RANGERS have very much led the way in Scotland when it comes to punishing supporters for behaviour that is damaging to the club or the game in this country.
The Ibrox club has banned more fans than any other for the offence while, at the same time, seeking to educate through high-profile initiatives.
But events at Shielfield Park underlined that there can be no let-up in the fight against what has, for many years, been the scourge of Scottish football.
All decent Rangers supporters were despairing of the daft laddies who sullied the name of the club with their highly unfortunate choice of songs against Berwick at the weekend.
Light Blues officials now must, with the help of Strathclyde Police, endeavour to identify those responsible for shaming the club in a live televised match.
Issuing them with bans would send a strong message that such actions will not be tolerated by a club attempting to return to the forefront of the game in this country.
The conduct of a minority of supporters in Northumberland came out of nowhere. But they should not be glossed over in case there is any repeat.
SELF-POLICING FANS says RICHARD WILSON
Rangers have made significant progress in eradicating the sectarian songs among the club's support. That, in itself, explains why the recurrence of notorious chants at Berwick was so jarring.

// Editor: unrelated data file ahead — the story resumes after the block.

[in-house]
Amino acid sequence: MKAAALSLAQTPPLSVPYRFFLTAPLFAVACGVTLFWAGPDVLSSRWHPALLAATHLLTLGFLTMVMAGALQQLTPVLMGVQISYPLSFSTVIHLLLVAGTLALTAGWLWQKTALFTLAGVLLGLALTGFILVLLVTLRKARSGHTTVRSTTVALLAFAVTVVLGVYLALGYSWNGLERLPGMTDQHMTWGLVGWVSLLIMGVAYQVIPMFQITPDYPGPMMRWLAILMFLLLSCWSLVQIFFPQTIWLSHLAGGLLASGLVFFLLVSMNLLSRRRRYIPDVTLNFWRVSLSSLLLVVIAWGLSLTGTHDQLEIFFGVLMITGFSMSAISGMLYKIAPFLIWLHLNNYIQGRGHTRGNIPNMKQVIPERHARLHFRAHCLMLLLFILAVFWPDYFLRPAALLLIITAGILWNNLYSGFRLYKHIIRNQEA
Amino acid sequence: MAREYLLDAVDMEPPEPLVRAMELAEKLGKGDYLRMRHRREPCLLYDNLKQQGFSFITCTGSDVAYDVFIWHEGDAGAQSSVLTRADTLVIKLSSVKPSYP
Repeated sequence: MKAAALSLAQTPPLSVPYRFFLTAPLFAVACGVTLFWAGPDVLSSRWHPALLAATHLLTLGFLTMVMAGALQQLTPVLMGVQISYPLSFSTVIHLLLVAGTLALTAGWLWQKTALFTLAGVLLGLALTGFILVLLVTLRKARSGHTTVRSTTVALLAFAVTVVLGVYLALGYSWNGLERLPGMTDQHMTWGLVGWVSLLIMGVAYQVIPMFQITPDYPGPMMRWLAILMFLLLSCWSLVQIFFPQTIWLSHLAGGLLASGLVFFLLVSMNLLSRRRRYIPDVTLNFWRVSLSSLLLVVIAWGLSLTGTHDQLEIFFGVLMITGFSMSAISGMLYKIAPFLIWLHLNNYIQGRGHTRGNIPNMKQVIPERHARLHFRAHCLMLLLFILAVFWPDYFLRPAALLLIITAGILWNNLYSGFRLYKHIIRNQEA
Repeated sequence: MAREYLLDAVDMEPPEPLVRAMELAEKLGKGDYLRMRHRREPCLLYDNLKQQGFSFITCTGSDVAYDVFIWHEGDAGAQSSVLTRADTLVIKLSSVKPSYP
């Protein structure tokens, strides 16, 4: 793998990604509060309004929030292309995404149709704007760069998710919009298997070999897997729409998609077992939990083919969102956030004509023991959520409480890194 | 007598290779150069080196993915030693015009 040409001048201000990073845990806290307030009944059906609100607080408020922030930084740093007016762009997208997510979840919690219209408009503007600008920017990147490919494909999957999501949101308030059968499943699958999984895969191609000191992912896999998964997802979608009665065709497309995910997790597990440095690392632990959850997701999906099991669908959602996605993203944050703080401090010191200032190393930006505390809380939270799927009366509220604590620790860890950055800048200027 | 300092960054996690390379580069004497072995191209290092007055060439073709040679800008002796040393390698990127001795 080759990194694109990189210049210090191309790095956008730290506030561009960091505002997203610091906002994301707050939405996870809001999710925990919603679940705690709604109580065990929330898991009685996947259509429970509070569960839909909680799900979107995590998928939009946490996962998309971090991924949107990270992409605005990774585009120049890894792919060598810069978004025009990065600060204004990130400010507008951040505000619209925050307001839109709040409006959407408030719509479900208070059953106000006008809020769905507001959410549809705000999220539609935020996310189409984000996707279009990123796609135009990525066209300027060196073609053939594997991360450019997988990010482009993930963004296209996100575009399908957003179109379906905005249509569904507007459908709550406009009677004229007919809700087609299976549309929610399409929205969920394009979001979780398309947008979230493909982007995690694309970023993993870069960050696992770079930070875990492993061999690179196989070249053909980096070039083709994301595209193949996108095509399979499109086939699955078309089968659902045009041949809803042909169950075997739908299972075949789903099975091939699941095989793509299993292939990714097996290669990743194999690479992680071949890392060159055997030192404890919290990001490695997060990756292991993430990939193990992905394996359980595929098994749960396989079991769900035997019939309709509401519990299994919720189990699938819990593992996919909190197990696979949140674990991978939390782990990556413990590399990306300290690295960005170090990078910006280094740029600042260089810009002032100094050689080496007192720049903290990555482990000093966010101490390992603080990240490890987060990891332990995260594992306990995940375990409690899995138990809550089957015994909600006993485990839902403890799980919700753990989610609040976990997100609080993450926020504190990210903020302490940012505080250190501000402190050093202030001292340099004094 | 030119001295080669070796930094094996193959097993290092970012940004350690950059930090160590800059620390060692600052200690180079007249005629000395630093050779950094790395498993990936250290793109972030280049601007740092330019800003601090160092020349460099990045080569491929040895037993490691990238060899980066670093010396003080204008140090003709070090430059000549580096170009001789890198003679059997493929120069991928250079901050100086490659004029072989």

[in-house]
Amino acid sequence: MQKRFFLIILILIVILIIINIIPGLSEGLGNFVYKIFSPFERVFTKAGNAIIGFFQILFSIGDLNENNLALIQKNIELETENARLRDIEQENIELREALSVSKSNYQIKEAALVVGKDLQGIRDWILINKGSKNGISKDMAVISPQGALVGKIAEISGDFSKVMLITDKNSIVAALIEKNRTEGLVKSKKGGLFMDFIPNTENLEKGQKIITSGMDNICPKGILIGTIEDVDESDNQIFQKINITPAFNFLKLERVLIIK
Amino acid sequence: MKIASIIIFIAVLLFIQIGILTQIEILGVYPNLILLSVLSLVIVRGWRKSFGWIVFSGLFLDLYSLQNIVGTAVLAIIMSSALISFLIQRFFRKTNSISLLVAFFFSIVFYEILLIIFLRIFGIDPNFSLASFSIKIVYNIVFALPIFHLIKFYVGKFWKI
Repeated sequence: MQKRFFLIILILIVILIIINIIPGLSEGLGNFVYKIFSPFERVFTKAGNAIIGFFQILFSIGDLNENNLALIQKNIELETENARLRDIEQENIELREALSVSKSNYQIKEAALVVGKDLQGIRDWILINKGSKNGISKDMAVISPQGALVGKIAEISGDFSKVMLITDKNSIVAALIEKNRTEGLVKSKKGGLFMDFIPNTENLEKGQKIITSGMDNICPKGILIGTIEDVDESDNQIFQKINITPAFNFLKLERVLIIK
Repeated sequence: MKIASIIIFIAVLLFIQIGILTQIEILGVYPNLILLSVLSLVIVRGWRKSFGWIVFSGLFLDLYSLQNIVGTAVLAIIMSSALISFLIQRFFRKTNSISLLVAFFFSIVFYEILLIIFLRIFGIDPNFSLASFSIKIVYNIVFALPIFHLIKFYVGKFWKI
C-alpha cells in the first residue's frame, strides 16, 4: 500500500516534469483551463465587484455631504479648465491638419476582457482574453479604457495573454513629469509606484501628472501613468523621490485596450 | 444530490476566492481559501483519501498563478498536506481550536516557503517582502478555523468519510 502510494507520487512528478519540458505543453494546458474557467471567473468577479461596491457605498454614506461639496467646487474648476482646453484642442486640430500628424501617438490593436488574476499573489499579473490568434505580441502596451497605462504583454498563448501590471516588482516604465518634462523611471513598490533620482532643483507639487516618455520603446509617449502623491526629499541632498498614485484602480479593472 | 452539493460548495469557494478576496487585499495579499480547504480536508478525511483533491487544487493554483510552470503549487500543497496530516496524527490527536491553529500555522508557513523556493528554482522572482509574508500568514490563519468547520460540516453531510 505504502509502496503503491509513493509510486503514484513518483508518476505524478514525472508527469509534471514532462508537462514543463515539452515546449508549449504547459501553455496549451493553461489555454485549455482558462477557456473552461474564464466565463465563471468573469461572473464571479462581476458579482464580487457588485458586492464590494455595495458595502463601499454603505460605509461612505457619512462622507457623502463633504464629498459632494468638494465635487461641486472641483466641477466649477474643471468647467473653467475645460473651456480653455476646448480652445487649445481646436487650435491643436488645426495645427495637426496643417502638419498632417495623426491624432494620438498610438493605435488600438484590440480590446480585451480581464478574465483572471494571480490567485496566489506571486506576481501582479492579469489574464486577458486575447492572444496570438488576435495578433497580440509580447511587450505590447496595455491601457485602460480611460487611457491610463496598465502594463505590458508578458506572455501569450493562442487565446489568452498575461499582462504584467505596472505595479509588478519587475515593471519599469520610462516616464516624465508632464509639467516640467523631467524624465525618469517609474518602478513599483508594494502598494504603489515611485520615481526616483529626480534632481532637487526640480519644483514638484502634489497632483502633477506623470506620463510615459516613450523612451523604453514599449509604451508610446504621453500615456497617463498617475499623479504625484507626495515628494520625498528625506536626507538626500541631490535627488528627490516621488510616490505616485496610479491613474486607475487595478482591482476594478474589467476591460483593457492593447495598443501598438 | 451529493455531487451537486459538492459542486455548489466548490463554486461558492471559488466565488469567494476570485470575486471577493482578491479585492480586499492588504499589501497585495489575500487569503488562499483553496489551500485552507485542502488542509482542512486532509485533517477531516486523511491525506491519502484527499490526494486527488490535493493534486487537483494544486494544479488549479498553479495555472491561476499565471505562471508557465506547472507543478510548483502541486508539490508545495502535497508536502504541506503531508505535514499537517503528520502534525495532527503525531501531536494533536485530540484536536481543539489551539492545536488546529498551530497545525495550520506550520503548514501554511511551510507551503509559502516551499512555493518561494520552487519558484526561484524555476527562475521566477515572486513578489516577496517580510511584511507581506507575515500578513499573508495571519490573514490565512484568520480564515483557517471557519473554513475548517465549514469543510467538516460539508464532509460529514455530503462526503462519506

The club will ban anybody found guilty of sectarian singing. However, that alone will not prevent any outbursts in the future, even if Rangers fans have generally behaved impeccably this season.
Supporters themselves need to police the terraces, and drown out any fans who might revert to some old songs. There needs to be a consensus that the club has moved on, as well as greater encouragement to sing acceptable songs about the team and its history.
There is far greater unity between the club and its supporters under Charles Green than recent regimes, and that working relationship should be utilised.
Fans and the club must work together to continue to encourage the singing of appropriate songs and further distance the club from the extreme views of a small minority.